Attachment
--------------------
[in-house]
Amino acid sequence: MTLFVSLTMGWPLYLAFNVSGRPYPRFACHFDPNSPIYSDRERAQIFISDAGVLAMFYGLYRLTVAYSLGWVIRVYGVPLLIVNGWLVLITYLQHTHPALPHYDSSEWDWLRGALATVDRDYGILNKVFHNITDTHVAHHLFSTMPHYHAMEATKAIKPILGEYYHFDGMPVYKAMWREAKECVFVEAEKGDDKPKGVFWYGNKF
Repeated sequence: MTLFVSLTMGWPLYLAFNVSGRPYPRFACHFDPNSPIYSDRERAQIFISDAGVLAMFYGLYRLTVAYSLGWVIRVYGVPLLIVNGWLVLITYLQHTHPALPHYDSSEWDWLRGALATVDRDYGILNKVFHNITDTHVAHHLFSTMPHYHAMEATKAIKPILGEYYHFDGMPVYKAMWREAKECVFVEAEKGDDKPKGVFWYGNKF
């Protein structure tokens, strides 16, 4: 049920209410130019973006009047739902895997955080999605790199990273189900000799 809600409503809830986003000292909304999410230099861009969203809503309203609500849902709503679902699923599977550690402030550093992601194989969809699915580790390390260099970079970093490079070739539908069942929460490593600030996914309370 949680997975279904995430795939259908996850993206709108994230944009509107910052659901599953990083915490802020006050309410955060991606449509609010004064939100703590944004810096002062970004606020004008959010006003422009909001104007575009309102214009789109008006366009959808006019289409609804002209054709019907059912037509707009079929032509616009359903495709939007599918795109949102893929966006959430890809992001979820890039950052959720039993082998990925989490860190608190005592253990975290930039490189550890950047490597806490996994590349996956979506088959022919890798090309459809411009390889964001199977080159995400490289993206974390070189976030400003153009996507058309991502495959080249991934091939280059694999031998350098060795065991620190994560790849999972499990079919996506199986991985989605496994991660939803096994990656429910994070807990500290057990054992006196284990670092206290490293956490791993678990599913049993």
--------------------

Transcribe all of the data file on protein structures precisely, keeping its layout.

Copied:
[in-house]
Amino acid sequence: MTLFVSLTMGWPLYLAFNVSGRPYPRFACHFDPNSPIYSDRERAQIFISDAGVLAMFYGLYRLTVAYSLGWVIRVYGVPLLIVNGWLVLITYLQHTHPALPHYDSSEWDWLRGALATVDRDYGILNKVFHNITDTHVAHHLFSTMPHYHAMEATKAIKPILGEYYHFDGMPVYKAMWREAKECVFVEAEKGDDKPKGVFWYGNKF
Repeated sequence: MTLFVSLTMGWPLYLAFNVSGRPYPRFACHFDPNSPIYSDRERAQIFISDAGVLAMFYGLYRLTVAYSLGWVIRVYGVPLLIVNGWLVLITYLQHTHPALPHYDSSEWDWLRGALATVDRDYGILNKVFHNITDTHVAHHLFSTMPHYHAMEATKAIKPILGEYYHFDGMPVYKAMWREAKECVFVEAEKGDDKPKGVFWYGNKF
């Protein structure tokens, strides 16, 4: 049920209410130019973006009047739902895997955080999605790199990273189900000799 809600409503809830986003000292909304999410230099861009969203809503309203609500849902709503679902699923599977550690402030550093992601194989969809699915580790390390260099970079970093490079070739539908069942929460490593600030996914309370 949680997975279904995430795939259908996850993206709108994230944009509107910052659901599953990083915490802020006050309410955060991606449509609010004064939100703590944004810096002062970004606020004008959010006003422009909001104007575009309102214009789109008006366009959808006019289409609804002209054709019907059912037509707009079929032509616009359903495709939007599918795109949102893929966006959430890809992001979820890039950052959720039993082998990925989490860190608190005592253990975290930039490189550890950047490597806490996994590349996956979506088959022919890798090309459809411009390889964001199977080159995400490289993206974390070189976030400003153009996507058309991502495959080249991934091939280059694999031998350098060795065991620190994560790849999972499990079919996506199986991985989605496994991660939803096994990656429910994070807990500290057990054992006196284990670092206290490293956490791993678990599913049993």